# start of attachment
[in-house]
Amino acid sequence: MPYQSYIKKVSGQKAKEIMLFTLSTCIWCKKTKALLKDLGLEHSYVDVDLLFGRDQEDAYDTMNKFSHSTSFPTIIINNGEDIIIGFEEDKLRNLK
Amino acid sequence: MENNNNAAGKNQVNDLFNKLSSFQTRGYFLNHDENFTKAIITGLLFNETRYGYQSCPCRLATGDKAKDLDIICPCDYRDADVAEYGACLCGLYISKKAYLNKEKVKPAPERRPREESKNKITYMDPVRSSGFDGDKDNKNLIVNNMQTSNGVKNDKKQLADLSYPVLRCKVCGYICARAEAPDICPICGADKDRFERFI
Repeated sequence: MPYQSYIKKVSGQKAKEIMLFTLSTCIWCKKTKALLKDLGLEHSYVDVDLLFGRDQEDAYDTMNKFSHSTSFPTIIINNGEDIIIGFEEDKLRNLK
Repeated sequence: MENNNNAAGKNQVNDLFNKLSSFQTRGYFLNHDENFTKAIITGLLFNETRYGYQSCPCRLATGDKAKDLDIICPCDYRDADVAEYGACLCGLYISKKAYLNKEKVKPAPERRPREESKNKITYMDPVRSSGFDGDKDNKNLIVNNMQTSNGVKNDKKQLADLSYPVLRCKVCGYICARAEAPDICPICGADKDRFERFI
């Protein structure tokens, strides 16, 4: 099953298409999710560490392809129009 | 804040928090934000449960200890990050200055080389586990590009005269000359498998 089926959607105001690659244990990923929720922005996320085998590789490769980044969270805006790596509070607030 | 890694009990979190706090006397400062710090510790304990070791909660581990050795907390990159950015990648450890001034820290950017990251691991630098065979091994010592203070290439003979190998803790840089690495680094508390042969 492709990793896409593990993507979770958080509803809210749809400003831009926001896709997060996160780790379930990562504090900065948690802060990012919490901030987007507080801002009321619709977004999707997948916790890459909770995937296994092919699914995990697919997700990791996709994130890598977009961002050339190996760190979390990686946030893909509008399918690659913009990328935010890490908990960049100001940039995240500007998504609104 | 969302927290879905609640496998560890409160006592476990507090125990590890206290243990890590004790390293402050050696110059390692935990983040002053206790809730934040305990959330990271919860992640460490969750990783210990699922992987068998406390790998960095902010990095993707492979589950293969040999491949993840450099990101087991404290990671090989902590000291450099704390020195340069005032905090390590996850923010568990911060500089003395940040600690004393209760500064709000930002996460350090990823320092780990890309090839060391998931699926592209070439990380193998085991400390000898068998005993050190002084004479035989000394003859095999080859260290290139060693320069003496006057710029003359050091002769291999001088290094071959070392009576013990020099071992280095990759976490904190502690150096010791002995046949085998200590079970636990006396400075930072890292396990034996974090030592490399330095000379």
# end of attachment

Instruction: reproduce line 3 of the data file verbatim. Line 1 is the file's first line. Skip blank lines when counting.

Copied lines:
Amino acid sequence: MENNNNAAGKNQVNDLFNKLSSFQTRGYFLNHDENFTKAIITGLLFNETRYGYQSCPCRLATGDKAKDLDIICPCDYRDADVAEYGACLCGLYISKKAYLNKEKVKPAPERRPREESKNKITYMDPVRSSGFDGDKDNKNLIVNNMQTSNGVKNDKKQLADLSYPVLRCKVCGYICARAEAPDICPICGADKDRFERFI